Notorious racist Dennis Mahon will spend the next 40 years in prison – and likely die behind bars – for sending a mail bomb that exploded in 2004 and injured the diversity officer for Scottsdale, Ariz.
In handing down the sentence Tuesday in Phoenix, U.S. District Judge David Campbell said Mahon, 61, carried out an act of domestic terrorism when he mailed the potentially deadly pipe bomb to the office of Don Logan.
Federal prosecutors asked for a 63-year sentence for the former Ku Klux Klan leader and longtime associate of Tom Metzger, founder of White Aryan Resistance.
Mahon was convicted Feb. 24 of conspiracy to damage buildings and property with explosives; malicious damage of a building by means of explosives; and distribution of information related to explosives. His twin brother, Daniel Mahon, was acquitted on a single federal charge of conspiracy to damage buildings and property.
The pipe bomb was delivered on Feb. 26, 2004, to Don Logan, an African American who was then director of the Office of Diversity and Dialogue for the city of Scottsdale, near Phoenix. The bomb exploded when he opened the package, badly injuring him. Two other employees sustained lesser injuries.
“I wasn't supposed to survive that attack, but it charted my course that people deserve equal justice, equal treatment,” Logan said in court, according to The Arizona Republic. Logan retired from his Scottsdale job in 2007 and now works in Glendale, Ariz.
The mostly white jury determined the bombing was not a hate crime, and the judge defended that finding at the sentencing hearing.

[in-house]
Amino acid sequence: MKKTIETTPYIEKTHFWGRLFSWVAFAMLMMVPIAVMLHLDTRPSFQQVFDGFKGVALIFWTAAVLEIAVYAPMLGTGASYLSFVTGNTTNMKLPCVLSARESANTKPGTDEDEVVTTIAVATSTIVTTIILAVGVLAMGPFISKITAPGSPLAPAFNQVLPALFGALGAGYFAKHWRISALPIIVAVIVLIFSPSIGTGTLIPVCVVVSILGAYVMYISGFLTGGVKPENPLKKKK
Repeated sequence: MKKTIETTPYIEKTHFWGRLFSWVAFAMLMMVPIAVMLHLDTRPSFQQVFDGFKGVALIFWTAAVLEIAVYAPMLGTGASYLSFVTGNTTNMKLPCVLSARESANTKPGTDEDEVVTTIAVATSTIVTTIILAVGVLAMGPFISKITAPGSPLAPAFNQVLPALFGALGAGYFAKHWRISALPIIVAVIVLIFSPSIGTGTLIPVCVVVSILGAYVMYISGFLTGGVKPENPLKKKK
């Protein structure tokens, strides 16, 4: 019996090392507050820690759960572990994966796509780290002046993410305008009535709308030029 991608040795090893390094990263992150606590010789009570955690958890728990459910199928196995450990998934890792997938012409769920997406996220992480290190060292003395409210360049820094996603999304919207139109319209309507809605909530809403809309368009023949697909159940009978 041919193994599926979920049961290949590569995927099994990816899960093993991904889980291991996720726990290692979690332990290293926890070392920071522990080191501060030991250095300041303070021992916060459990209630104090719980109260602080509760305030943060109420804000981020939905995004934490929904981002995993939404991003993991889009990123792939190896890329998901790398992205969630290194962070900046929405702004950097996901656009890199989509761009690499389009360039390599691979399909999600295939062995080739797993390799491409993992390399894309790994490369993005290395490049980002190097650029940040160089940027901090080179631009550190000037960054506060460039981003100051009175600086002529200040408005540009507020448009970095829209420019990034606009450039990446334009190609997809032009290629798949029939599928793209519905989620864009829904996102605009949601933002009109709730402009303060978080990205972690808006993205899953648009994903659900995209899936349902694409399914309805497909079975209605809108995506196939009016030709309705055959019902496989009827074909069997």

“The jury was never asked if this was a hate crime,” the judge said, according to the Phoenix newspaper. Instead, the judge said the jury was asked a narrow question of whether Logan was targeted because he was black.
Dennis Mahon continued to maintain his innocence before he was sentenced, telling the judge, “I didn't do this crime. I can't apologize for something I didn't do.”
There’s a lot of convincing evidence to the contrary, federal prosecutors say. In their sentencing memorandum filed last week, prosecutors reminded the court of other details of the crime “that justify the maximum sentence.”
Mahon clearly “attempted to kill another person,” the sentencing memorandum says, by sending an “instrument of attempted murder to a workplace filled with other individuals.”
“The amount of premeditation in this case is stunning,” the court document says.
Mahon bought generic parts from different locations in an apparent attempt to confuse investigators trying to determine the origin of the improvised explosive device. The bomb-builder also included a note and “attached labels to lure the victim into a false sense of security.” He also devised a switch and packing to ensure the bomb was not detected before it detonated.
It goes on to say the bombing victims “were innocent civilians serving their community. Donald Logan and Renita Linyard will suffer the physical effects of the bombing every day for the rest of their lives. All of the bombing victims, including Jacque Bell, will endure the psychological effects of the bombing. Donald Logan in particular will never open a package without the instant reminder of the bombing.”
Mahon “did not merely speak in the abstract in favor of violence, he conspired to and committed actual acts of violence,” the prosecutor’s sentencing memo says.
The sentence “makes clear that such acts of violence will not be tolerated in Arizona,” Thomas Atteberry, special agent in charge of the Bureau of Alcohol, Tobacco, Firearms & Explosives, said in a statement released after sentencing.
“We will continue to use every tool in our arsenal to put criminal hate-mongers on notice – no matter how long it takes – they are not beyond our reach,” Atteberry said.
One of those “not beyond” reach may be Mahon’s longtime mentor, Metzger, the white supremacist icon and racist ideologue who espouses “lone wolf” extremism.
As Hatewatch reported in early April, court records filed in three states show that investigators strongly suspect Metzger provided Mahon with explosive-making instructions, knowing they would be used in the commission of a crime of violence.